Land Use—Cities Are Not Required to Conduct Racial Impact Studies When They Rezone Property—Wealth and Income Disparities and Discrimination Are Not Actionable—NYC’s “Arcane” System of Rent Regulation—Developers’ Need to Navigate Through an “Arduous” “Byzantine Review Process”—Rising Property Values Are Desirable—Tenant Protection Laws Should Limit Tenant Harassment—Increase in “White” Residents Does Not Result From a Nefarious Plot, But Results from Population Growth and Income Disparity
A non-profit network of churches, community and tenant organizations and individual plaintiffs had commenced an action to stop construction of a mixed-use real estate development (project), located in what is known as the “Broadway Triangle” part of Brooklyn (site). The plaintiffs asserted claims pursuant to the Fair Housing Act Title VIII of the Civil Rights Act of 1968 (FHA), “either as a private right of action, a 42 USC §1983 claim,” or as a “CPLR Article 78 proceeding.” The plaintiffs sought to require the city of New York (city) “to conduct a racial impact study whenever it rezoned property.”
The court held that the aforementioned statutes did “not create a private right of action, and without that right, 42 USC §1983 claims and Article 78 relief will not lie.” The court explained that even if such claims were viable, “although the city is obligated ‘affirmatively to further fair housing’…, it is not obligated to conduct a racial impact study whenever it rezones property.” The court observed that although “wealth and income disparities and discrimination are exceedingly widespread and unfortunate, and they negatively affect housing patterns,…, they are not actionable.” Accordingly, the court held that there was “no legal impediment to the proposed housing being built.”
The site includes part of Greenpoint, Brooklyn, an historically “White neighborhood” and Williamsburg, which contains “a large Hasidic population.” The site is also close to parts of Bedford-Stuyvesant, a predominantly “Black neighborhood” and near Bushwick, which has historically been “a Hispanic neighborhood.”
The court observed:
New Yorkers suffer from cognitive dissonance on housing: we are still experiencing a “housing emergency” that was first declared during World War II, and which… still officially justifies our arcane system of rent regulation; and yet, to build any new housing, a developer must go through an arduous, Byzantine review process that seems like Rube Goldberg, Franz Kafka, and the Marquis de Sade cooked it up over martinis. The hoops through which a developer must jump include the Department of City Planning (…), the City Planning Commission (…), the Uniform Land Use Review Procedure (…), the City Environmental Quality Review procedure (…), the Draft Environmental Impact Statement (…), the Final Environmental Impact Statement (…), the local Community Board, the Borough President, the City Council, the Mayor, and numerous public hearings…. Along the way, “environmental, social and economic factors” are considered, including “population, housing and economic activity,” “land use patterns, low-income populations, the availability of goods and services,” “economic investment,” and “whether any changes created by the [project] would have a significant impact compared to what would happen in the future without the project….”
A developer had initiated a rezoning from “manufacturing to mixed residential and commercial use.” The project contemplated eight mixed-use buildings which would contain 1,146 residential apartments (project). Approximately 4,072 people were expected to occupy the apartments and the development would generate “a 5.4 percent population increase within the surrounding half-mile.” There would also be approximately 63,000 square feet of commercial space, and “26,000 square feet of required publicly accessible open space.” Pursuant to the city’s “Mandatory Inclusionary Housing” (MIH) requirements, 287 apartments would be “low-to moderate-income units.”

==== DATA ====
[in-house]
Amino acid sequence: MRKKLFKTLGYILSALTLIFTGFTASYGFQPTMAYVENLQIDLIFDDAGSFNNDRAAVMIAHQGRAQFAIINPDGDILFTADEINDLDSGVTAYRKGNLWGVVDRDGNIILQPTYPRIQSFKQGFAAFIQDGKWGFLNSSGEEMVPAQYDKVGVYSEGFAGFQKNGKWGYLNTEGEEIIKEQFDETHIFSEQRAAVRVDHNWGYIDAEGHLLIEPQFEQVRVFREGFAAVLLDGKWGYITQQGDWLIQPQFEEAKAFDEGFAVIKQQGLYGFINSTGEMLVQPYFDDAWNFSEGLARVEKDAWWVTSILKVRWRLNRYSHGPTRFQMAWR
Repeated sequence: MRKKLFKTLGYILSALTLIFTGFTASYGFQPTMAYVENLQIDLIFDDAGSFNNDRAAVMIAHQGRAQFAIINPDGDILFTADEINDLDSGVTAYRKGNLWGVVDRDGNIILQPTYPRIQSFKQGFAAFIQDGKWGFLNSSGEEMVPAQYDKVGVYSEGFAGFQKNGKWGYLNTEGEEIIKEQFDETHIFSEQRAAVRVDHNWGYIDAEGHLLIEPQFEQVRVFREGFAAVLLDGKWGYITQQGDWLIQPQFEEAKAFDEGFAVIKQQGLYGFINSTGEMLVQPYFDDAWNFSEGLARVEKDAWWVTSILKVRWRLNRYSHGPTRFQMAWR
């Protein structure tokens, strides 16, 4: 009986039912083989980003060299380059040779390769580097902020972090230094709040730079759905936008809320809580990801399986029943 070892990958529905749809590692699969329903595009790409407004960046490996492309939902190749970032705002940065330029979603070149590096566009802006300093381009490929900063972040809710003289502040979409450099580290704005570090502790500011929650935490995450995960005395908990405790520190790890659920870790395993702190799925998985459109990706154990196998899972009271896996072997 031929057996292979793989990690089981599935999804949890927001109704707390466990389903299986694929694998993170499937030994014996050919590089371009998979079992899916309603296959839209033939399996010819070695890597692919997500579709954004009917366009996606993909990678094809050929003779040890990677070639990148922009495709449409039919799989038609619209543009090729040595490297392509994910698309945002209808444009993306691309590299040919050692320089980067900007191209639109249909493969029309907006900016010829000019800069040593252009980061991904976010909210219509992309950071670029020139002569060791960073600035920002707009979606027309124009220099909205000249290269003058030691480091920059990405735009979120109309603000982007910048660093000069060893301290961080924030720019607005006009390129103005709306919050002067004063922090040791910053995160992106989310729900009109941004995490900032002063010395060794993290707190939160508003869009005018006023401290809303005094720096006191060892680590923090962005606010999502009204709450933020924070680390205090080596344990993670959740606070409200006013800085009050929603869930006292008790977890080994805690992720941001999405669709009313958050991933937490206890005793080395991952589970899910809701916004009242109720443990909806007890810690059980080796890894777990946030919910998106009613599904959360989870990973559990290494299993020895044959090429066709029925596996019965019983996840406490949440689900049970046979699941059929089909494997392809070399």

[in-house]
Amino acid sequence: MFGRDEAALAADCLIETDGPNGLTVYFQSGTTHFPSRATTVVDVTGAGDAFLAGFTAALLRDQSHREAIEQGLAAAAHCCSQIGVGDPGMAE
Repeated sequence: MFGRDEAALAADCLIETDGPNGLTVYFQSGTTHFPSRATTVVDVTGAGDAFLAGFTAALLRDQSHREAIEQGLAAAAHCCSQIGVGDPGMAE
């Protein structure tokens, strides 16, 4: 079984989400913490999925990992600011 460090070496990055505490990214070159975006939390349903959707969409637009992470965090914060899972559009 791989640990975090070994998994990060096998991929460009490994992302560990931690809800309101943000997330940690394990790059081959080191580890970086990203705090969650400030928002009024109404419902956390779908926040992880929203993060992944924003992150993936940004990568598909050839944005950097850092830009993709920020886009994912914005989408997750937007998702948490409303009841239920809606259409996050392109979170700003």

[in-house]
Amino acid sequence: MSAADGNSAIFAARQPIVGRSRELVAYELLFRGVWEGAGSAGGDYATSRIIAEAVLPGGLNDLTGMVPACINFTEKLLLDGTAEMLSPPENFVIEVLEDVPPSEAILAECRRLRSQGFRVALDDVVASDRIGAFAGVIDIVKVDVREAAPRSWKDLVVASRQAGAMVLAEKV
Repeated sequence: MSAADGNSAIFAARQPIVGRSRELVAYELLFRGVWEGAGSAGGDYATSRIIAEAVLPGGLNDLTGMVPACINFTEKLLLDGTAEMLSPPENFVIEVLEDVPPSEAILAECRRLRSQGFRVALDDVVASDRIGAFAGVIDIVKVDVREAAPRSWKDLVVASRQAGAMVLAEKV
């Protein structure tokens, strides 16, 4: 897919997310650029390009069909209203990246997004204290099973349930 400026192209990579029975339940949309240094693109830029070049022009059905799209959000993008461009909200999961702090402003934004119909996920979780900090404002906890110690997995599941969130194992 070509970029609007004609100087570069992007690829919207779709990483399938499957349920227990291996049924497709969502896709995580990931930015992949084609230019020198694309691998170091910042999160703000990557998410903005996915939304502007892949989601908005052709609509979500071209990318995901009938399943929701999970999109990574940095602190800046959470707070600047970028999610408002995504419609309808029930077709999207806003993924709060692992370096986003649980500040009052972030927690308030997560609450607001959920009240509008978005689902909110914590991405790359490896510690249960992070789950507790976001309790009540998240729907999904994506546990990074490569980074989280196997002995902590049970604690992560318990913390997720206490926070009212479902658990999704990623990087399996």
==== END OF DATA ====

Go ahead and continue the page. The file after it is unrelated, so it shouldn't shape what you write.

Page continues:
The City Planning Commission had asserted that its “land use decisions are always based on rational land use concerns and not on assumptions based on the religion or ethnicity of an applicant or development team.”
The plaintiffs argued, inter alia, that the rezoning and project “discriminates against People of Color” and thus, “violates the FHA, the Equal Protection Clauses of the United States and New York State Constitutions, and the State Human Rights Law….” The plaintiffs contended that the city refuses to “consider issues of fair housing or segregation in evaluating public and private rezoning proposals” and there is no “alternative mechanism for considering the fair housing or segregation impacts of specific public and private rezoning applications,” and thus, the city “has a de facto policy of not considering them, in violation of the law.”
Additionally, the plaintiffs asserted that the project would further segregate neighborhoods and have “a disparate negative impact upon Families of Colors’ ability to remain in or move into… Williamsburg-Greenpoint, Bedford Stuyvesant and Bushwick.” The plaintiffs argued that “‘wealthy Whites’ will rent most of the market-rate apartments” and many of the “three-and four-bedroom ‘affordable’ apartments will favor Hasidic tenants.” They also argued that “rents will rise in the surrounding areas, causing ‘secondary displacement,’” due to housing costs and landlord harassment.
The court reviewed the regulatory framework, “standing” issues and applicable decisional precedent. Thereafter, the court opined that “it seems difficult to say as a general matter that a decision to build low-income housing in a blighted inner-city neighborhood instead of a suburb is discriminatory, or vice versa.” The court noted that “[g]overnmental or private policies are not contrary to the disparate-impact requirement unless they are artificial, arbitrary, and unnecessary barriers.” The court also cautioned that “[c]ourts should avoid interpreting disparate-impact liability to be so expansive as to inject racial considerations into every housing decision.” The court observed that “[i]f the specter of disparate-impact litigation causes private developers to no longer construct or renovate housing units for low-income individuals, then the FHA would have undermined its own purpose as well as the free-market system….”